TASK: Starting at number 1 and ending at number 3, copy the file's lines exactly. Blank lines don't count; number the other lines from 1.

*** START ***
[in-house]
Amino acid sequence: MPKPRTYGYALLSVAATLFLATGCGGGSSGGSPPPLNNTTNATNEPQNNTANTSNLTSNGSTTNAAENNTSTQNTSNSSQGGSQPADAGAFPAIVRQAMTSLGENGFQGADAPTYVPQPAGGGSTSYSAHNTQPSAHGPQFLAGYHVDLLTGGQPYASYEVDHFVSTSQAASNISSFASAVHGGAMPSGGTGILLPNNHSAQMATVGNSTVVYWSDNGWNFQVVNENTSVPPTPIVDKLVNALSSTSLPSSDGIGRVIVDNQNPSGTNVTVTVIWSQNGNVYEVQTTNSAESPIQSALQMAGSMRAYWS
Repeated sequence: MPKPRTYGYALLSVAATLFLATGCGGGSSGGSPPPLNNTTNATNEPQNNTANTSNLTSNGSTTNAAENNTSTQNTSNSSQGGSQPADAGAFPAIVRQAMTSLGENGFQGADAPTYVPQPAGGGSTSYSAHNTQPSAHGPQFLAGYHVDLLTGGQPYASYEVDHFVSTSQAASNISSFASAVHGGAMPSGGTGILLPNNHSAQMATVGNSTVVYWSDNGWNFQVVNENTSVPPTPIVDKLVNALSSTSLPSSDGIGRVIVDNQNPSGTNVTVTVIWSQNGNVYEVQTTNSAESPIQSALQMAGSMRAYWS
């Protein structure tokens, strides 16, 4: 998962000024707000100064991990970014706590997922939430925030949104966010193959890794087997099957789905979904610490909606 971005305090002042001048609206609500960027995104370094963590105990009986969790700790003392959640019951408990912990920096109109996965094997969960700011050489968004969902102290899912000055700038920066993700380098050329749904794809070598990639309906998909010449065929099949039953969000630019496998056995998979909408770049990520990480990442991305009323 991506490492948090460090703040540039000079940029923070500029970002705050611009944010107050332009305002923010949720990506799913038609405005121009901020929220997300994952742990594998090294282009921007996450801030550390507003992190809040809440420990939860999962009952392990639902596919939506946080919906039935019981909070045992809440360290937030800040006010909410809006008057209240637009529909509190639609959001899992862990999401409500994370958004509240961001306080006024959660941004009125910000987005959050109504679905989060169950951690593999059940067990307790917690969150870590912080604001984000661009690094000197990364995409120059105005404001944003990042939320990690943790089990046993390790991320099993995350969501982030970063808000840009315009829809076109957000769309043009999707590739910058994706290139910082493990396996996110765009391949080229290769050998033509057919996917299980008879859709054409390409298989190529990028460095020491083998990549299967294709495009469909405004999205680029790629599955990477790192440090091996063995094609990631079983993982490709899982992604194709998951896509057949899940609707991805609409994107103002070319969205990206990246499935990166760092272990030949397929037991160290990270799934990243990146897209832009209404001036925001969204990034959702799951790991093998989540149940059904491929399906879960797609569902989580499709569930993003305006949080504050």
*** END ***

[in-house]
Amino acid sequence: MPKPRTYGYALLSVAATLFLATGCGGGSSGGSPPPLNNTTNATNEPQNNTANTSNLTSNGSTTNAAENNTSTQNTSNSSQGGSQPADAGAFPAIVRQAMTSLGENGFQGADAPTYVPQPAGGGSTSYSAHNTQPSAHGPQFLAGYHVDLLTGGQPYASYEVDHFVSTSQAASNISSFASAVHGGAMPSGGTGILLPNNHSAQMATVGNSTVVYWSDNGWNFQVVNENTSVPPTPIVDKLVNALSSTSLPSSDGIGRVIVDNQNPSGTNVTVTVIWSQNGNVYEVQTTNSAESPIQSALQMAGSMRAYWS
Repeated sequence: MPKPRTYGYALLSVAATLFLATGCGGGSSGGSPPPLNNTTNATNEPQNNTANTSNLTSNGSTTNAAENNTSTQNTSNSSQGGSQPADAGAFPAIVRQAMTSLGENGFQGADAPTYVPQPAGGGSTSYSAHNTQPSAHGPQFLAGYHVDLLTGGQPYASYEVDHFVSTSQAASNISSFASAVHGGAMPSGGTGILLPNNHSAQMATVGNSTVVYWSDNGWNFQVVNENTSVPPTPIVDKLVNALSSTSLPSSDGIGRVIVDNQNPSGTNVTVTVIWSQNGNVYEVQTTNSAESPIQSALQMAGSMRAYWS